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Last Updated: Thursday, 12 February, 2004, 12:55 GMT
Africa leaders still shy about Aids
By Grant Ferrett
BBC, Nairobi

Campaigners against Aids have applauded Malawi's President Bakili Muluzi for publicly acknowledging that he has had an HIV test.

Announcing that the result was "good news" Mr Muluzi also revealed that his brother had died as a result of Aids.

The UNAids agency said it would like to see more African leaders display such openness.

Aids victim
UNAids wants African leaders to speak publicly about the disease
Mr Muluzi has joined a highly select group of African leaders who have openly declared that members of their family have died as a result of Aids.

Former South African President Nelson Mandela has talked broadly of having lost relatives to the disease, but you have to go back to 1986 to find an African head of state naming a member of his family who had died.

Then it was Zambian President Kenneth Kaunda who held a news conference to announce that his son had been killed by what was then a recently-identified illness.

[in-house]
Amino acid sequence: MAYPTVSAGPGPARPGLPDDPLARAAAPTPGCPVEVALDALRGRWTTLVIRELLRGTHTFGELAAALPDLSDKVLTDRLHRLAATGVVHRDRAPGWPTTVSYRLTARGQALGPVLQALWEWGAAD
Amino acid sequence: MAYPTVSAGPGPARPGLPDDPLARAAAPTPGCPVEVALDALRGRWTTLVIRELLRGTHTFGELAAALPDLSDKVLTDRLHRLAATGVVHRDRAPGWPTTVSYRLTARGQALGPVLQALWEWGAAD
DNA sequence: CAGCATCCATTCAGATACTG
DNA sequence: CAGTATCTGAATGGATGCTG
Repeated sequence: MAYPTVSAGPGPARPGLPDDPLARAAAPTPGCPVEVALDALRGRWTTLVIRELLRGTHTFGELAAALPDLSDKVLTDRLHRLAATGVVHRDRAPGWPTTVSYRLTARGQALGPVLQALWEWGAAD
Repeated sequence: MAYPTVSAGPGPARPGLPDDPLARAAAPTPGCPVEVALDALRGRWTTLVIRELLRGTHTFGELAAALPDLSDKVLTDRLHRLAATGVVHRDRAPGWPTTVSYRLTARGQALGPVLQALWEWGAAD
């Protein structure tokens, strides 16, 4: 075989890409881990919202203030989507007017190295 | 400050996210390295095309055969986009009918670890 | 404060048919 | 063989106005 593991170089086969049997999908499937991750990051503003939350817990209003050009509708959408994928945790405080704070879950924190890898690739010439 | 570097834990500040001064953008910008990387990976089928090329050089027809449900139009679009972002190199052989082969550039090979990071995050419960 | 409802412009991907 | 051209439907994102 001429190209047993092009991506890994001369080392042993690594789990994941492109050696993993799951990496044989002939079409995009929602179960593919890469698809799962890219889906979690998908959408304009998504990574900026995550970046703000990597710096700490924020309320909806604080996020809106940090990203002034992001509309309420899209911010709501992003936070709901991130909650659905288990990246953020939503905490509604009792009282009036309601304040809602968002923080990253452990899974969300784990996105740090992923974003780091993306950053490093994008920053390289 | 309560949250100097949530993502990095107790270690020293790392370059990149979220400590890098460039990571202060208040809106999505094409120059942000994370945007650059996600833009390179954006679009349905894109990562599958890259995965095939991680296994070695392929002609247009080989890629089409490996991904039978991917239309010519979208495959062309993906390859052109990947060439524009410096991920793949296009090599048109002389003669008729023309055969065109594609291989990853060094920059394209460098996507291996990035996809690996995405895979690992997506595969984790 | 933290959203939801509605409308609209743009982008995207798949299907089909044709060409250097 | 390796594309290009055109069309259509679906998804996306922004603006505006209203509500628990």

The reaction from other African leaders to the latest announcement has been muted.

'Peculiar questions'

At a news conference in Nairobi, Uganda's President Yoweri Museveni declined to answer whether he too would take an HIV test.

His Kenyan counterpart Mwai Kibaki seemed taken aback by the suggestion.

President Bakili Muluzi
President Muluzi is breaking the mould
"Well these peculiar questions... we have no problem at all. We can undergo any tests for anything any time. None of us is afraid of any of those things," he said.

The uncomfortable laughter of officials accompanying the two presidents speaks volumes.

In sub-Saharan Africa, the centre of the worldwide Aids crisis, HIV is still rarely referred to in personal terms.

Death notices in newspaper columns are packed with euphemistic references to people who died "as a result of a long illness".

The agency UNAids described the announcement by the Malawian leader as an excellent example which should be followed by others.

A spokesman for the agency said he hoped it would encourage people to recognise that HIV can affect anyone, at any level of society, and was not something to be covered up.

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